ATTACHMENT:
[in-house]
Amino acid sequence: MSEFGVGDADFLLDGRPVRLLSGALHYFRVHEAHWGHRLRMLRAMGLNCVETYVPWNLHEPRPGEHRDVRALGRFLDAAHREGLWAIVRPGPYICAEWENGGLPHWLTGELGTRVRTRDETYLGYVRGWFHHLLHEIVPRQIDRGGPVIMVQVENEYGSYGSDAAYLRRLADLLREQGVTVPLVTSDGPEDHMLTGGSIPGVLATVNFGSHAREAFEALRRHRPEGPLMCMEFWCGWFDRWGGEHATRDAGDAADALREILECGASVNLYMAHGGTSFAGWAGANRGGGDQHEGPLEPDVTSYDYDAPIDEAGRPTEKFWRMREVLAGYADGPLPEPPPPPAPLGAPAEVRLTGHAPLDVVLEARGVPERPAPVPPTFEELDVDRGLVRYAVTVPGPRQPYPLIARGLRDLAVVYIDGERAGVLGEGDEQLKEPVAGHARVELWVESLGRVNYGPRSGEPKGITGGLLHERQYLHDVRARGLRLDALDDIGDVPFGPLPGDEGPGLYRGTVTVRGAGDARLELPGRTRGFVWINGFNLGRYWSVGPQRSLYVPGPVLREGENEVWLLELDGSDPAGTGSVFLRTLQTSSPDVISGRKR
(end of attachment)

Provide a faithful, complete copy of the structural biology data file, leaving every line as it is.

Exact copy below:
[in-house]
Amino acid sequence: MSEFGVGDADFLLDGRPVRLLSGALHYFRVHEAHWGHRLRMLRAMGLNCVETYVPWNLHEPRPGEHRDVRALGRFLDAAHREGLWAIVRPGPYICAEWENGGLPHWLTGELGTRVRTRDETYLGYVRGWFHHLLHEIVPRQIDRGGPVIMVQVENEYGSYGSDAAYLRRLADLLREQGVTVPLVTSDGPEDHMLTGGSIPGVLATVNFGSHAREAFEALRRHRPEGPLMCMEFWCGWFDRWGGEHATRDAGDAADALREILECGASVNLYMAHGGTSFAGWAGANRGGGDQHEGPLEPDVTSYDYDAPIDEAGRPTEKFWRMREVLAGYADGPLPEPPPPPAPLGAPAEVRLTGHAPLDVVLEARGVPERPAPVPPTFEELDVDRGLVRYAVTVPGPRQPYPLIARGLRDLAVVYIDGERAGVLGEGDEQLKEPVAGHARVELWVESLGRVNYGPRSGEPKGITGGLLHERQYLHDVRARGLRLDALDDIGDVPFGPLPGDEGPGLYRGTVTVRGAGDARLELPGRTRGFVWINGFNLGRYWSVGPQRSLYVPGPVLREGENEVWLLELDGSDPAGTGSVFLRTLQTSSPDVISGRKR